Adopting our ‘wise man/in my personal experience’ mode we counsel our students and trainees on the critical value of time spent with the irritable bowel syndrome (IBS) sufferer, emphasising the importance of explaining to them the nature of their illness, and how stress and other environmental factors may influence their symptomatology.
This approach seems to make sense and to be consistent with the traditional role of the wholistic, caring physician; but then so did blood-letting to the Victorians! Demonstrating that this strategy is clinically valid is not easy. Although a number of strands of evidence had suggested that time allocated to the IBS patient was well spent, the randomised clinical trial from Labus and colleagues is, to my knowledge, the first attempt to subject what they describe as a psychoeducational intervention to the rigours of modern clinical research methodology.
In this study, those randomised to the active group received 5 weekly 2 hour sessions with a gastroenterologist and a therapist, which included education about IBS and its pathophysiology, instruction on the connection between mood, stress and gastrointestinal symptoms, relaxation training, and homework assignments. Subjects were then evaluated at the end of the programme, and at follow-up 3 months later. Symptom severity, depression and visceral sensitivity were reduced, and quality of life and coping skills enhanced at the end of the study, and at the 3-month follow-up assessment in the group that received the psychoeducation intervention.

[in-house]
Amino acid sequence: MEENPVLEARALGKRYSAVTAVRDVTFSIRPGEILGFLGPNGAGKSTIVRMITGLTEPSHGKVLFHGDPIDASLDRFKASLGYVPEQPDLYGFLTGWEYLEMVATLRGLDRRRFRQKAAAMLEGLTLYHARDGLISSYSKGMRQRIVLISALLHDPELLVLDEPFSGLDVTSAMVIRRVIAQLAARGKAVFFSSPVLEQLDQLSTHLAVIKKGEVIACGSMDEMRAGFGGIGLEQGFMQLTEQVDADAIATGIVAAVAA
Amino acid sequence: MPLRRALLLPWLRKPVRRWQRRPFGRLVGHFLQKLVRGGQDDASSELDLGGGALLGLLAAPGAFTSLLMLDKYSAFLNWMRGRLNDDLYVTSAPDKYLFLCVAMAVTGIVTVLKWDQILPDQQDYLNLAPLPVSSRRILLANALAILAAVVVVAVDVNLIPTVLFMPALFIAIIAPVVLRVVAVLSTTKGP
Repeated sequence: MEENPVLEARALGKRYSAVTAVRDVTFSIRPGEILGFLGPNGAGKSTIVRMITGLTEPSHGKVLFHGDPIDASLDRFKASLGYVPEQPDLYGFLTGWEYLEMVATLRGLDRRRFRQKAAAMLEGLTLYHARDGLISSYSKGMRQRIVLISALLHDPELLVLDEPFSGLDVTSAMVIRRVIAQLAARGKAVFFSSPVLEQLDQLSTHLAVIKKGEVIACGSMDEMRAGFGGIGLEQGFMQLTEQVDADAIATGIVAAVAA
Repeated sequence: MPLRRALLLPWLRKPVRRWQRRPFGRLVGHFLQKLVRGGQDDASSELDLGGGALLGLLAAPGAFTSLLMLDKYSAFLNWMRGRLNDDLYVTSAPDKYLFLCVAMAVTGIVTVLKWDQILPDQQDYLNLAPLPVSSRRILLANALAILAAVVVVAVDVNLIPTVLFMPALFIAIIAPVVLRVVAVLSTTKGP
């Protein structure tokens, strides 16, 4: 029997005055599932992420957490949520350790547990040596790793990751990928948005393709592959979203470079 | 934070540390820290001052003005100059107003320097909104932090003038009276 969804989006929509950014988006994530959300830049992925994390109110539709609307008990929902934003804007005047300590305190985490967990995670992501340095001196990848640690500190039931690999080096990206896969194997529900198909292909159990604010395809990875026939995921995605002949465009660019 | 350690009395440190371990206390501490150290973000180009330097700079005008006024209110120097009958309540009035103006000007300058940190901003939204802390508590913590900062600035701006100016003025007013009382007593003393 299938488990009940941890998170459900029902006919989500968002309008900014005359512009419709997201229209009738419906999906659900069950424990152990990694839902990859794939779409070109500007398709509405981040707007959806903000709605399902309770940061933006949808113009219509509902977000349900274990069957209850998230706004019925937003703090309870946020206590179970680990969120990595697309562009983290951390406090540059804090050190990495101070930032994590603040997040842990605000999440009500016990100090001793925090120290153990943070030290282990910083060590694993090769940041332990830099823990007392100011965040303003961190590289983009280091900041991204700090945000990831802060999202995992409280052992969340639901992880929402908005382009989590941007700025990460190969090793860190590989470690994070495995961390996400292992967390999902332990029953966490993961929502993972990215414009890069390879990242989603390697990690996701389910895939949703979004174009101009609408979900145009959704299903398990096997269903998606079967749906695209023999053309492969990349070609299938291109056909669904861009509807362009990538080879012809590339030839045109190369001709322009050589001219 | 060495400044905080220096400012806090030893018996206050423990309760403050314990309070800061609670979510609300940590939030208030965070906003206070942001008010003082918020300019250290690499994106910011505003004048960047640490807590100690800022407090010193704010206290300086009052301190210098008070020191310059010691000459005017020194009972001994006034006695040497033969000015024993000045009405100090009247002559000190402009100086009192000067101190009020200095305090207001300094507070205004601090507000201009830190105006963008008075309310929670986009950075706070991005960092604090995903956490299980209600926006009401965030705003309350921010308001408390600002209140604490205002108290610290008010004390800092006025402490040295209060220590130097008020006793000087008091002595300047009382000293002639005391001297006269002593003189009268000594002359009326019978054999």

These findings support prior observations, such as those of Owens and colleagues who noted that a positive physician-patient interaction was associated, in the long term, with fewer return visits to the clinic for IBS and an uncontrolled study, also from the Mayo clinic, that demonstrated, over a 6-month follow-up period, that an education class reduced symptoms and enhanced some health-promoting behaviours.
Apart from such shortcomings as the location of the study in a tertiary referral centre and relatively brief nature of the follow-up, what the Labus study cannot tell us is why their approach worked and, specifically, which of the elements of the programme was most beneficial. Given that psychological approaches have been shown to work in IBS and that one such approach, hypnotherapy, has been shown to exert sustained effects, one could postulate that it was the relaxation therapy that did the trick.
Determining the operative element(s) of the strategy employed by Labus and colleagues is of practical, as well as academic, interest; this information will be critical when one attempts to find support for such a programme, be it from a hospital, an academic institution or a payor.